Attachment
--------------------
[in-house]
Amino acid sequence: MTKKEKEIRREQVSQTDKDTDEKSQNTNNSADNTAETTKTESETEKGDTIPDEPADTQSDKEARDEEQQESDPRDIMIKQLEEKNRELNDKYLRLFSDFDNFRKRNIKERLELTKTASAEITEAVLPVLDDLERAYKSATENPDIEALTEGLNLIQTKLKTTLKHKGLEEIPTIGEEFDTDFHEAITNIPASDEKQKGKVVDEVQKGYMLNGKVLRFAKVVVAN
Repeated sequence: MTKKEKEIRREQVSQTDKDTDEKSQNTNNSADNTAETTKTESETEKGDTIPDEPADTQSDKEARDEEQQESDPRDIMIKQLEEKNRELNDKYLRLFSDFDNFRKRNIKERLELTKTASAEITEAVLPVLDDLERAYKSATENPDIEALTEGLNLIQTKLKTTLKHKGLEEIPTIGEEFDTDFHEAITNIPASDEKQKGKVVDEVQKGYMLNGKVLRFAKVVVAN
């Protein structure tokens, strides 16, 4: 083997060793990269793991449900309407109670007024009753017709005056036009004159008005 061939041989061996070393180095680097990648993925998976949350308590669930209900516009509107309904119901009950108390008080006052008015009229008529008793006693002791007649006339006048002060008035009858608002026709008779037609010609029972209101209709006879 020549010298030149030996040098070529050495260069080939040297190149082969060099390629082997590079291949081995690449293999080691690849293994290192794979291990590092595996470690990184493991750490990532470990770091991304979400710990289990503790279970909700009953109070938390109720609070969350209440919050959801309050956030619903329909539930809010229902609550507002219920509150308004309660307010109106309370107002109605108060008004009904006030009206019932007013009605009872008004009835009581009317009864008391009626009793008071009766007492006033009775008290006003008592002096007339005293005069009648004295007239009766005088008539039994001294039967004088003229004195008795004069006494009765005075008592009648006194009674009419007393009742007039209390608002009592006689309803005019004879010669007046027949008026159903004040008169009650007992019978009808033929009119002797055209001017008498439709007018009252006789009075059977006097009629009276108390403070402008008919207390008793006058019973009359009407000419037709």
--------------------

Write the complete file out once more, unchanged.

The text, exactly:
[in-house]
Amino acid sequence: MTKKEKEIRREQVSQTDKDTDEKSQNTNNSADNTAETTKTESETEKGDTIPDEPADTQSDKEARDEEQQESDPRDIMIKQLEEKNRELNDKYLRLFSDFDNFRKRNIKERLELTKTASAEITEAVLPVLDDLERAYKSATENPDIEALTEGLNLIQTKLKTTLKHKGLEEIPTIGEEFDTDFHEAITNIPASDEKQKGKVVDEVQKGYMLNGKVLRFAKVVVAN
Repeated sequence: MTKKEKEIRREQVSQTDKDTDEKSQNTNNSADNTAETTKTESETEKGDTIPDEPADTQSDKEARDEEQQESDPRDIMIKQLEEKNRELNDKYLRLFSDFDNFRKRNIKERLELTKTASAEITEAVLPVLDDLERAYKSATENPDIEALTEGLNLIQTKLKTTLKHKGLEEIPTIGEEFDTDFHEAITNIPASDEKQKGKVVDEVQKGYMLNGKVLRFAKVVVAN
């Protein structure tokens, strides 16, 4: 083997060793990269793991449900309407109670007024009753017709005056036009004159008005 061939041989061996070393180095680097990648993925998976949350308590669930209900516009509107309904119901009950108390008080006052008015009229008529008793006693002791007649006339006048002060008035009858608002026709008779037609010609029972209101209709006879 020549010298030149030996040098070529050495260069080939040297190149082969060099390629082997590079291949081995690449293999080691690849293994290192794979291990590092595996470690990184493991750490990532470990770091991304979400710990289990503790279970909700009953109070938390109720609070969350209440919050959801309050956030619903329909539930809010229902609550507002219920509150308004309660307010109106309370107002109605108060008004009904006030009206019932007013009605009872008004009835009581009317009864008391009626009793008071009766007492006033009775008290006003008592002096007339005293005069009648004295007239009766005088008539039994001294039967004088003229004195008795004069006494009765005075008592009648006194009674009419007393009742007039209390608002009592006689309803005019004879010669007046027949008026159903004040008169009650007992019978009808033929009119002797055209001017008498439709007018009252006789009075059977006097009629009276108390403070402008008919207390008793006058019973009359009407000419037709």